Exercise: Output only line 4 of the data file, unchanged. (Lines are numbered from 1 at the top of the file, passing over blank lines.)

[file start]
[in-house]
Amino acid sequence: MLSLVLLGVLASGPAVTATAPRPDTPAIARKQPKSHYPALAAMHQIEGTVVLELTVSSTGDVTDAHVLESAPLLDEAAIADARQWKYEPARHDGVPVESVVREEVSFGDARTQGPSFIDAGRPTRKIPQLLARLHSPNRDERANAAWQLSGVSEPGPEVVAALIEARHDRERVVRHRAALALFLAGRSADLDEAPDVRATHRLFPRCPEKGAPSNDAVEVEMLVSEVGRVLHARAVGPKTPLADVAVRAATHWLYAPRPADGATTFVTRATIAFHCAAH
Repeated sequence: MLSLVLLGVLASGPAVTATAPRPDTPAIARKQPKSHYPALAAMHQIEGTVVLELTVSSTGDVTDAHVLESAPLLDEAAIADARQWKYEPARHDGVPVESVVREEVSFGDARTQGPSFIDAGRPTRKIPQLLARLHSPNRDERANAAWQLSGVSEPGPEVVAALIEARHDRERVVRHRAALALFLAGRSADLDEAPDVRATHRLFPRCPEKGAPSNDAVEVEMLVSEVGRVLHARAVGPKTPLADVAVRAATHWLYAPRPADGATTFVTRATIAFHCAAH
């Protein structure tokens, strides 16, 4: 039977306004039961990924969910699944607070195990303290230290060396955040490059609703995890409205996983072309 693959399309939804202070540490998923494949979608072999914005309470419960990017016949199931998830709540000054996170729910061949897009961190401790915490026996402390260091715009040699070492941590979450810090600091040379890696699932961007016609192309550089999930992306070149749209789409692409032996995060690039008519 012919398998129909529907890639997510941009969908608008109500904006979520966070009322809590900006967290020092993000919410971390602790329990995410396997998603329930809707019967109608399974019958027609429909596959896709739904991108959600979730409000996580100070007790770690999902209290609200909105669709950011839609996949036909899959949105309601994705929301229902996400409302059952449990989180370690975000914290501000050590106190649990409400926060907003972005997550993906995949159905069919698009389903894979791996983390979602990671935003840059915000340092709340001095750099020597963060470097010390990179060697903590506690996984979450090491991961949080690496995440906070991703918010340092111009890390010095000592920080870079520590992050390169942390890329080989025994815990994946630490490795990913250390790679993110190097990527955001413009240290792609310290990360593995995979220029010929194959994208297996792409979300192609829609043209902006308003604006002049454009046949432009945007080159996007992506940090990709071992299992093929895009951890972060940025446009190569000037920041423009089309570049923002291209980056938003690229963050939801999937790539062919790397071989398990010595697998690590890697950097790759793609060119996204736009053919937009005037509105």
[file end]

């Protein structure tokens, strides 16, 4: 039977306004039961990924969910699944607070195990303290230290060396955040490059609703995890409205996983072309 693959399309939804202070540490998923494949979608072999914005309470419960990017016949199931998830709540000054996170729910061949897009961190401790915490026996402390260091715009040699070492941590979450810090600091040379890696699932961007016609192309550089999930992306070149749209789409692409032996995060690039008519 012919398998129909529907890639997510941009969908608008109500904006979520966070009322809590900006967290020092993000919410971390602790329990995410396997998603329930809707019967109608399974019958027609429909596959896709739904991108959600979730409000996580100070007790770690999902209290609200909105669709950011839609996949036909899959949105309601994705929301229902996400409302059952449990989180370690975000914290501000050590106190649990409400926060907003972005997550993906995949159905069919698009389903894979791996983390979602990671935003840059915000340092709340001095750099020597963060470097010390990179060697903590506690996984979450090491991961949080690496995440906070991703918010340092111009890390010095000592920080870079520590992050390169942390890329080989025994815990994946630490490795990913250390790679993110190097990527955001413009240290792609310290990360593995995979220029010929194959994208297996792409979300192609829609043209902006308003604006002049454009046949432009945007080159996007992506940090990709071992299992093929895009951890972060940025446009190569000037920041423009089309570049923002291209980056938003690229963050939801999937790539062919790397071989398990010595697998690590890697950097790759793609060119996204736009053919937009005037509105």